Though born in Hornsby, New South Wales, Australia, Willie Manu was capped 11 times by Tonga from 2000 to 2013. After starting out in the NRL with Wests Tigers, South Sydney Rabbitohs, and St George Illawarra Dragons, Manu - aged 25 - eventually moved to Castleford Tigers ahead of the 2006 season. Although the Tigers were relegated after a very disappointing season, Manu stood out, scoring nine times in 24 appearances.

His performances earned him a move to Hull FC where he established himself as one of the Airlie Birds' most formidable back-rowers.

After appearing 165 times for the Black-and-Whites, scoring 36 tries over a period of six seasons and greatly impressing throughout that time, Manu sealed a deal to join title-hunting St Helens ahead of the 2013 season. Manu scored eight tries in 43 appearances for the Lancashire club, ending his time with the Saints with a League Leaders' Shield and a Super League title in 2014. Totally unplayable on his day, Manu was an "x-factor" type player whom always seemed to conjure up something out of nothing close to the opponents' try line.

Mahe Fonua

Mahe Fonua was born in Melbourne, Australia, but has represented Tonga five times - most recently in the 2017 World Cup - scoring three times for his nation.

Some may think his inclusion in this list is perhaps unwarranted given that he has spent just two seasons in the Super League competition with Hull FC. However, in both the 2016 and 2017 season, Fonua made a name for himself as one of the best wingers in the league, scoring 31 tries in 58 appearances and playing a key role in FC's back-to-back Challenge Cup successes.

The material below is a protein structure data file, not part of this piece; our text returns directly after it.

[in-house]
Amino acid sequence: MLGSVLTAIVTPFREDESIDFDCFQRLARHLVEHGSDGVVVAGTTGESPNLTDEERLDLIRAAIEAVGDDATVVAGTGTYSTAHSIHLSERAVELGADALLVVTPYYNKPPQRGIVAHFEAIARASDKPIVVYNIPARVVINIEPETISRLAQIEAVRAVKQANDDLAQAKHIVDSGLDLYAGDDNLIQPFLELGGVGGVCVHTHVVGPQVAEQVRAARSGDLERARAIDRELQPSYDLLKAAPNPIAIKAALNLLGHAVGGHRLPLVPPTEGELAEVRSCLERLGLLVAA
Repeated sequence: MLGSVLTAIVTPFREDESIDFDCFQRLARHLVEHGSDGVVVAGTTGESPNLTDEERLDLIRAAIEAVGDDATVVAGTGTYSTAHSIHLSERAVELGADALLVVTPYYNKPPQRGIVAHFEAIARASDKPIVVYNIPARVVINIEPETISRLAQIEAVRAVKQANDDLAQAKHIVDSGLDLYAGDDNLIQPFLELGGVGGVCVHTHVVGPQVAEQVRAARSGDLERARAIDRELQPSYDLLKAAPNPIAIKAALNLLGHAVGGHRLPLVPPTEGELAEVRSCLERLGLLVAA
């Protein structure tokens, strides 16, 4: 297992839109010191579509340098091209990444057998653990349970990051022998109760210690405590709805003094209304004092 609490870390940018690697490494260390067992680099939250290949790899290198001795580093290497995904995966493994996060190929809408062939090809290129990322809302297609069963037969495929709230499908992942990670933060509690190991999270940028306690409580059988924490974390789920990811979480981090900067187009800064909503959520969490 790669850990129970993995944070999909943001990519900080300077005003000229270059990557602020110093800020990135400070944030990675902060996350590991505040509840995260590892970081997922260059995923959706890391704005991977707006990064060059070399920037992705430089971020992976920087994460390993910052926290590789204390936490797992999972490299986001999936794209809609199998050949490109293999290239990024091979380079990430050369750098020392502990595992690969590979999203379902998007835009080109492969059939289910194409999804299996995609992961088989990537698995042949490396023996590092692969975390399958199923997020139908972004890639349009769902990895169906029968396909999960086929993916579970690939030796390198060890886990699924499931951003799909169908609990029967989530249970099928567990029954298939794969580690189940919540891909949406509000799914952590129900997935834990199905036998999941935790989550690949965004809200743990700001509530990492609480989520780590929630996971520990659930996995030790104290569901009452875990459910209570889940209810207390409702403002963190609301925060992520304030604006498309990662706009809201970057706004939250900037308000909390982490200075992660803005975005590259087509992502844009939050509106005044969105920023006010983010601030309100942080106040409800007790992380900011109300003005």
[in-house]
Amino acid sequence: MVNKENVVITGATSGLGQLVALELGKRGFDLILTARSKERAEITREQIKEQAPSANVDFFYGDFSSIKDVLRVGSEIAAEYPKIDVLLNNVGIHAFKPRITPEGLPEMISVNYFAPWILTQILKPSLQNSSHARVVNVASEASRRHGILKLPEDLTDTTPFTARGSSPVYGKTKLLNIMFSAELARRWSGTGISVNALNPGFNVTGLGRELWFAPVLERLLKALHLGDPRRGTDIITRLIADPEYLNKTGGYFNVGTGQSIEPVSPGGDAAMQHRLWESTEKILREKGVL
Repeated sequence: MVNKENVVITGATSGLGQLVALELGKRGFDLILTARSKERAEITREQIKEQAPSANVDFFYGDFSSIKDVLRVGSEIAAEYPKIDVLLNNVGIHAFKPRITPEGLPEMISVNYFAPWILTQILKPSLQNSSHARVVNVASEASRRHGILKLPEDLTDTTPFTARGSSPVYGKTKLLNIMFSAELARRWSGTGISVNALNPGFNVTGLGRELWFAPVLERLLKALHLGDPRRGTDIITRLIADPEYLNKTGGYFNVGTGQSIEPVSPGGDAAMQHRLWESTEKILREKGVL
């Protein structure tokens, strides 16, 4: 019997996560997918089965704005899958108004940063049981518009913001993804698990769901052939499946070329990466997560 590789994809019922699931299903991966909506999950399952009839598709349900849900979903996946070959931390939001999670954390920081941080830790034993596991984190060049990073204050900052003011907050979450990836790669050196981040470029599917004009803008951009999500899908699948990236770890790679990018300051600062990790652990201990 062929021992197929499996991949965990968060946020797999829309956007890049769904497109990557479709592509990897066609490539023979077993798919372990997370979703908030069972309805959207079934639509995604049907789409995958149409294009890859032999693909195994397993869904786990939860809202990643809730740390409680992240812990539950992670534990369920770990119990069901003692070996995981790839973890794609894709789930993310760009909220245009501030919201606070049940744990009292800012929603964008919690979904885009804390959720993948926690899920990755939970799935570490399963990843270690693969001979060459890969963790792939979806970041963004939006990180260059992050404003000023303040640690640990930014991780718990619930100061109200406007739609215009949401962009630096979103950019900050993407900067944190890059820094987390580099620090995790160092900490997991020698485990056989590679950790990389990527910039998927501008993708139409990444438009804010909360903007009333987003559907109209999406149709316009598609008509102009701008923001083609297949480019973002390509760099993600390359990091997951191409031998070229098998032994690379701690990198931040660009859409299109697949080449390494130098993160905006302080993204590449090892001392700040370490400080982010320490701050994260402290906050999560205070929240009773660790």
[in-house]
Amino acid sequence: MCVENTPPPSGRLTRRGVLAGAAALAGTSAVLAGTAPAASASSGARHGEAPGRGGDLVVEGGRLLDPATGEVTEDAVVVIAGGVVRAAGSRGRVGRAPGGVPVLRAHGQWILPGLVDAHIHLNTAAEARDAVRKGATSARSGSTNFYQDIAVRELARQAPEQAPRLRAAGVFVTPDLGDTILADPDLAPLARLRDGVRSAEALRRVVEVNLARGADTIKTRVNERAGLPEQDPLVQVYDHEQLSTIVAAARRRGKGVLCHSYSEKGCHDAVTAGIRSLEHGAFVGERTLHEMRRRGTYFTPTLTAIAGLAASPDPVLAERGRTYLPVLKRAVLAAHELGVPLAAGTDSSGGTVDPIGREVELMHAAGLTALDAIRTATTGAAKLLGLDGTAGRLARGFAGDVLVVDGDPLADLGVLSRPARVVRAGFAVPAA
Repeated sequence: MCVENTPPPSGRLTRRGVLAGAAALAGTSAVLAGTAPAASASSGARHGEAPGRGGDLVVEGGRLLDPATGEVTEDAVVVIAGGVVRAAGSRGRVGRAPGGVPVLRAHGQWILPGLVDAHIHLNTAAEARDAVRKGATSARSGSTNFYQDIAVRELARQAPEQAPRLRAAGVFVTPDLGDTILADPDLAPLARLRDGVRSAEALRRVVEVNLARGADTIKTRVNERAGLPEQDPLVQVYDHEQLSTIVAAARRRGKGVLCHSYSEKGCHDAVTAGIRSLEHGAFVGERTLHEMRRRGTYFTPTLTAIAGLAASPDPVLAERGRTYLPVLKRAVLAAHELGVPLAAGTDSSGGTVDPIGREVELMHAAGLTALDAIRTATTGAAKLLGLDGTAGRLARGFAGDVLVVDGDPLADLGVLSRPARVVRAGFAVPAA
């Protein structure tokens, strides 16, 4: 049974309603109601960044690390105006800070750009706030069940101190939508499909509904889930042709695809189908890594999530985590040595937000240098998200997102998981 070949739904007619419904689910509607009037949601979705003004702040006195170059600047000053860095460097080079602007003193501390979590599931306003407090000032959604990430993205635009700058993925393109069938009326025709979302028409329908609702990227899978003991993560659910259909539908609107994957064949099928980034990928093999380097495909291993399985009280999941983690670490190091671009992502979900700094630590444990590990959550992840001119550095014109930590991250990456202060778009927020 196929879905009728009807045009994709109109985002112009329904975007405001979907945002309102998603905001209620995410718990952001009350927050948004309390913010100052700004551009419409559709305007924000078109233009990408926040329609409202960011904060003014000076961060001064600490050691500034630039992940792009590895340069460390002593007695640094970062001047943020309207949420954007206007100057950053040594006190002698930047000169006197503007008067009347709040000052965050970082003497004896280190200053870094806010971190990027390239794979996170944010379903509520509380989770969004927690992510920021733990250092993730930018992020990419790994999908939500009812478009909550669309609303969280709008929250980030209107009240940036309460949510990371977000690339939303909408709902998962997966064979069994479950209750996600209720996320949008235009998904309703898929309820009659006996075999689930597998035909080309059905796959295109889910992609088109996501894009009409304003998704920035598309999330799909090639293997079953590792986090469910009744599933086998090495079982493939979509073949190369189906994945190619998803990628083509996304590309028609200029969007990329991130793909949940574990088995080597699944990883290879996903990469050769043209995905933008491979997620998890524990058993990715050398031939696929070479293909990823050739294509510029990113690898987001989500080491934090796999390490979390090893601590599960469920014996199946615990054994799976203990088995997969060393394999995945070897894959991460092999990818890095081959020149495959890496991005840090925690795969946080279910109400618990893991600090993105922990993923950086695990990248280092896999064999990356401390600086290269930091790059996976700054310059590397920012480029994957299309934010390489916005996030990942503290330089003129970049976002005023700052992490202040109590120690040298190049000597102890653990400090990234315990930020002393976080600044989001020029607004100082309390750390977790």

At 5 ft 10 and 17 stone, Fonua became renowned for being a hard-hitting, physical defender as well as a blockbusting menace going forward. And, Fonua was rated so highly by his teammates and peers that he accumulated enough votes to finish fourth in the running for the Man of Steel Award in 2017. Signing for Wests Tigers ahead of the 2018 season, Fonua has left a huge gap on Hull FC's wing and one which will be extremely difficult to fill.

Fetuli Talanoa

Fetuli Talanoa is the only one on this list to have been born in New Zealand - Auckland to be precise. But, Talanoa is of Tongan descent and has represented them on the international stage, earning three caps - all of which came in the 2008 World Cup. Since moving to Hull FC ahead of the 2014 season from South Sidney Rabbitohs, Talanoa has been an ever-present in the Airlie Birds' side, operating on the wing, centre and even full-back. But, it is on the wing where Talanoa has had the most success.

With 37 tries in 80 appearances over the course of three seasons, Talanoa has proved himself to be one of the most consistent wingers in Super League. And he, like Fonua, contributed greatly to FC's Challenge Cup victories in 2016 and 2017, scoring a try in the 2017 victory over Wigan.

Still only 30 years of age, Talanoa has many years ahead of him in the game; Hull FC fans will be hoping that these years will be spent on Humberside.

Of course, there are only five spaces up for grabs and some such as Ben Murdoch-Masila, Ukuma Ta'ai and Sika Manu have been very unlucky to miss out.